The indicator Electricity Infrastructure consists of two measures:
- Electricity Supply issued by the World Economic Forum (WEF), which assesses the reliability of electricity supply.
- Reliable Electricity Supply coming from Afrobarometer (AFR), which captures how African citizens perceive the government’s handling of providing a reliable electricity supply.
Over the past decade, 19 countries have registered deterioration in this measure, with 13 countries showing a decline greater than -5.0 points. This means that 40% of African citizens live in a country which has seen deterioration and over half of Africa’s economy has been affected by this issue over the past decade.
South Africa has shown the largest deterioration (-30.1), followed by Sierra Leone (-28.4), Libya (-28.1), Botswana (-26.5) and Ghana (-24.7). In 2015, the lowest scoring countries in Electricity Infrastructure are Guinea (6.7), Madagascar (6.7), Angola (9.9), Burkina Faso (10.2) and Chad (10.2).
40% of African citizens live in a country which has seen deterioration in Electricity Infrastructure
Twenty-two countries show improvement in this indicator over the last ten years, with 17 countries showing an increase in score larger than +5.0 points. These countries account for a third of Africa’s population, and a third of its Gross Domestic Product.
- Uganda (+26.3), Gambia (+16.9), Senegal (+15.7), Morocco (+13.8) and Niger (+13.2) show the largest improvements on the continent.
- In 2015, the highest scoring countries are Mauritius (93.6), Morocco (76.5), Seychelles (75.9), Namibia (71.6) and Tunisia (69.1).
Interestingly, at the continental level, the two measures show diverging trends over the past decade. On average, Electricity Supply illustrates a negative trend (-4.7), with over half of the countries measured showing decline. However, Reliable Electricity Supply registers a positive average trend (+3.5); over half of the countries measured in this indicator improve.
At the continental level, the two measures for Electricity Infrastructure show diverging trends over the past decade.
At the country level, 16 countries show similar trends in the two measures, while 13 countries show diverging trends. Citizens in Côte d’Ivoire, Egypt, Guinea, Malawi, Mozambique, Nigeria, Tunisia, Zambia and Zimbabwe feel their government has improved the reliability of the electricity supply over the past ten years, while these countries show deterioration in Electricity Supply.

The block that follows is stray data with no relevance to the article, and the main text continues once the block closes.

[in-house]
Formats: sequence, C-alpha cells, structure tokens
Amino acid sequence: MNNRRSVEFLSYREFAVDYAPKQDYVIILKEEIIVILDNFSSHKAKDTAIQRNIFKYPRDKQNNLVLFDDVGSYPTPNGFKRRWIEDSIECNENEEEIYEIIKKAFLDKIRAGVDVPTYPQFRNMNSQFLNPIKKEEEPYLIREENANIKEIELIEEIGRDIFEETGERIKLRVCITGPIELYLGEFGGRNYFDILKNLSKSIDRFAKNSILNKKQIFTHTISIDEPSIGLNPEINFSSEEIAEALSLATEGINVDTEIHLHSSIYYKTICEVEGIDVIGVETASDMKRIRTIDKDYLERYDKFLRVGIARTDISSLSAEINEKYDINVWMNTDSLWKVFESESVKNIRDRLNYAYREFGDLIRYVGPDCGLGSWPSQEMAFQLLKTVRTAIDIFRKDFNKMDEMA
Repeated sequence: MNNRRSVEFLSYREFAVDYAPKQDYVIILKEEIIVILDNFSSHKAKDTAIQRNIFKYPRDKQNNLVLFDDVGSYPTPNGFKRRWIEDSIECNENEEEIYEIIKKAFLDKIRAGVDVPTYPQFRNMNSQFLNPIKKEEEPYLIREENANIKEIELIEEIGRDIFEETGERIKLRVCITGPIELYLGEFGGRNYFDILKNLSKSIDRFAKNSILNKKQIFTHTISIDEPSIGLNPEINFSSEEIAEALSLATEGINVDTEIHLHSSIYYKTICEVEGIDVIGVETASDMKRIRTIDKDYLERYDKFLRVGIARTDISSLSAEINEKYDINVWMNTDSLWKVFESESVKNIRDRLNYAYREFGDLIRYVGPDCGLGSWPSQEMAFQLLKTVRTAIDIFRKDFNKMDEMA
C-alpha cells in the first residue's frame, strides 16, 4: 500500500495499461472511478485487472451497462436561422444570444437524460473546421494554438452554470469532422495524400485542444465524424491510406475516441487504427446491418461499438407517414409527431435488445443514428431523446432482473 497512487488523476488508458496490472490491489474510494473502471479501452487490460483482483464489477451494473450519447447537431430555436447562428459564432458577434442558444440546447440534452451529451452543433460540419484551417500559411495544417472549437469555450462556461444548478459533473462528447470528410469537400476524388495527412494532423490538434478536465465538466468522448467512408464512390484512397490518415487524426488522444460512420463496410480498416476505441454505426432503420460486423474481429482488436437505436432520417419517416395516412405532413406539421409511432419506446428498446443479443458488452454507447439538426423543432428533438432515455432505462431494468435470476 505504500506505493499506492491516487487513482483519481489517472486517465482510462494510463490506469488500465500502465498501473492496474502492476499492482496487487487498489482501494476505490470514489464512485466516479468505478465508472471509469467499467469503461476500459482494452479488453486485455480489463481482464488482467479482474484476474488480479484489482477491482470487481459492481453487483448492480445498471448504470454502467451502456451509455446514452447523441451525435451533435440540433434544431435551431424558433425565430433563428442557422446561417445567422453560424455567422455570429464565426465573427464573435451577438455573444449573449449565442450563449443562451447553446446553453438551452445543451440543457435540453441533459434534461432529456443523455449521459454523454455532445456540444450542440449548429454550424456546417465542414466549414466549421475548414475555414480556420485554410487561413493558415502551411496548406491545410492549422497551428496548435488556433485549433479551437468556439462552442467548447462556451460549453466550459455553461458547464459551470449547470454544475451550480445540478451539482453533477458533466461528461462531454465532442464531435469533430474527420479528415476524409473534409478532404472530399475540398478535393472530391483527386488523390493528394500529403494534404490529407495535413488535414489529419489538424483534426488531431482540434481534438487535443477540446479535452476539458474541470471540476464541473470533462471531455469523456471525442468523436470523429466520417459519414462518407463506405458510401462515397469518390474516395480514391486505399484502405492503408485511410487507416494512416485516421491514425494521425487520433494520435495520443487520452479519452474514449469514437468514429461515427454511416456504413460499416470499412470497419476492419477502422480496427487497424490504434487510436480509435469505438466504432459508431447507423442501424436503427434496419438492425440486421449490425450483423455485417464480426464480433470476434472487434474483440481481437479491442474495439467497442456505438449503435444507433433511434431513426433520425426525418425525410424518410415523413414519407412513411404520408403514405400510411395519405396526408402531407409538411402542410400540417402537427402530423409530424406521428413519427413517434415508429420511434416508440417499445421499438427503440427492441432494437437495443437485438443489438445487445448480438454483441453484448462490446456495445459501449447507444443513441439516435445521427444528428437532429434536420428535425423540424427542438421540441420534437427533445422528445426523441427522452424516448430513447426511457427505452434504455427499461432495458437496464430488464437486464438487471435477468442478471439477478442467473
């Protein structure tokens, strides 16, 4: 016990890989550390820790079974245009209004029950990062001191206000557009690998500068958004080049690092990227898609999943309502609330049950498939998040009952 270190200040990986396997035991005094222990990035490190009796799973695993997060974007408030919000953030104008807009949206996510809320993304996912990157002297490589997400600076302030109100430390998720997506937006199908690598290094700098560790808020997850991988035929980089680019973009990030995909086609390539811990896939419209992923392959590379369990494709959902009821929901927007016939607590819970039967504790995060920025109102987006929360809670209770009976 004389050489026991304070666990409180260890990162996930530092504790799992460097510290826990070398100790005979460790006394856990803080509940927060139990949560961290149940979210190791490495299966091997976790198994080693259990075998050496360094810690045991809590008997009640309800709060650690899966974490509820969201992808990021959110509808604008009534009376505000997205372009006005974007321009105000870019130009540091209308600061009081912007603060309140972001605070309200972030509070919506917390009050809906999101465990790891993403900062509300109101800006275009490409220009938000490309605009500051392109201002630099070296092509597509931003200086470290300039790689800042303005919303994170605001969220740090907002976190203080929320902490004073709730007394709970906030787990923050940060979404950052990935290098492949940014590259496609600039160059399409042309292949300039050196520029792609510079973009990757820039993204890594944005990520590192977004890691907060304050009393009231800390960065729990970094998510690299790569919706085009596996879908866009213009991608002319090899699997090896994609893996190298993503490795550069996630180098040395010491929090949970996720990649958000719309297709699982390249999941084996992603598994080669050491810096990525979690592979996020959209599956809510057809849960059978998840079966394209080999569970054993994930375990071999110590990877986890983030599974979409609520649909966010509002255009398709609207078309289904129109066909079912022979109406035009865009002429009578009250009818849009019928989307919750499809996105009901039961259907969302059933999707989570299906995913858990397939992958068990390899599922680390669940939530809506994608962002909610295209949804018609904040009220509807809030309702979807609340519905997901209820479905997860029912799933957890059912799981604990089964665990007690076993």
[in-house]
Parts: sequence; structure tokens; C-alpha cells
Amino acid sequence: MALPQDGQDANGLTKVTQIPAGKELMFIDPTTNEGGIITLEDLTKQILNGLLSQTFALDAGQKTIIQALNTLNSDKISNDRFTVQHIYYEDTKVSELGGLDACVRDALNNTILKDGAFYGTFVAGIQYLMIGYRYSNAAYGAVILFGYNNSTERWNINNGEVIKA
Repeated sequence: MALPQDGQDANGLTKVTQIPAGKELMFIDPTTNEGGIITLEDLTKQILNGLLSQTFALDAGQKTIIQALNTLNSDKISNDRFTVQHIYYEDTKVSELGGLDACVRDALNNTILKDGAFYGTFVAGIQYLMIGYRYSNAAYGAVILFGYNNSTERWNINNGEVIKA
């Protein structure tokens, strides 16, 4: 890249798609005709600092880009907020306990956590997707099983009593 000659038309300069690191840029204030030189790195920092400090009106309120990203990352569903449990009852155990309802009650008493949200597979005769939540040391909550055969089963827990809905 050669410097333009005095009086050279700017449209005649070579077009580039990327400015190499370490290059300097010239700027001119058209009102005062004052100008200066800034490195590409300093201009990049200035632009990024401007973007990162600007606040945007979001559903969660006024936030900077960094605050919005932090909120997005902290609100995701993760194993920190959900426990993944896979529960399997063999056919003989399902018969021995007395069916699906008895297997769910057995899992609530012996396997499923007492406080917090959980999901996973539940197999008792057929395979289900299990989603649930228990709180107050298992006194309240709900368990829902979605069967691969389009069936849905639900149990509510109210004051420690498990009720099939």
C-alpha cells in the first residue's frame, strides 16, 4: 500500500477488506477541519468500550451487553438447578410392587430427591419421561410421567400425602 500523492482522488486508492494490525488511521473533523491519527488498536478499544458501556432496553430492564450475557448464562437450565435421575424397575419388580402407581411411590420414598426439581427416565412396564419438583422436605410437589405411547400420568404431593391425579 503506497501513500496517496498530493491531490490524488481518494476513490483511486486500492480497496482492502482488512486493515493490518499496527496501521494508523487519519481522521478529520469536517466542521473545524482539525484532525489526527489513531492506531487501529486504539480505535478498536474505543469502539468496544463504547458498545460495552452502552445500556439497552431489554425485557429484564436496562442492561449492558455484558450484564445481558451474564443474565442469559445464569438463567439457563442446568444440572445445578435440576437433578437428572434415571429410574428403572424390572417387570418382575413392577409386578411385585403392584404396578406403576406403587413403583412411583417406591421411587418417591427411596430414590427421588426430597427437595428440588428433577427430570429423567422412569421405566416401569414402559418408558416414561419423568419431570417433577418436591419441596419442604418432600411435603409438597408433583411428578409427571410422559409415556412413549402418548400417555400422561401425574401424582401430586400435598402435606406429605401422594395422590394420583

Reversely, public opinions in Cabo Verde, Kenya, Mali and Mauritius are negative about their government’s efforts to improve the reliability of the electricity supply, while these countries show improvement in Electricity Supply.
Oil producers and non-oil producers’ performance in Electricity Infrastructure
In 2015, oil producing countries* score 28.9 in Electricity Infrastructure, over ten points below the average score for non-oil producing countries (41.1).
Oil producing countries score over ten points below the average score for non-oil producing countries.
Over the past decade, oil producers have seen an average decline in Electricity Infrastructure (-3.7). This is in contrast to non-oil producing countries, which have seen a marginal increase in score (+0.6).
Oil producers’ decline in Electricity Infrastructure is driven by both of the underlying sub-indicators; Electricity Supply (-8.0) and Reliable Electricity Supply (-1.6). While non-oil producing countries have also shown decline in Electricity Supply (-3.8), although to a lesser extent, these countries show an average improvement in Reliable Electricity Supply (+4.7).
* Fourteen countries, as defined by UNECA as oil producing: Algeria, Angola, Cameroon, Chad, Congo, Côte d’Ivoire, DRC, Equatorial Guinea, Gabon, Ghana, Libya, Niger, Nigeria and Sudan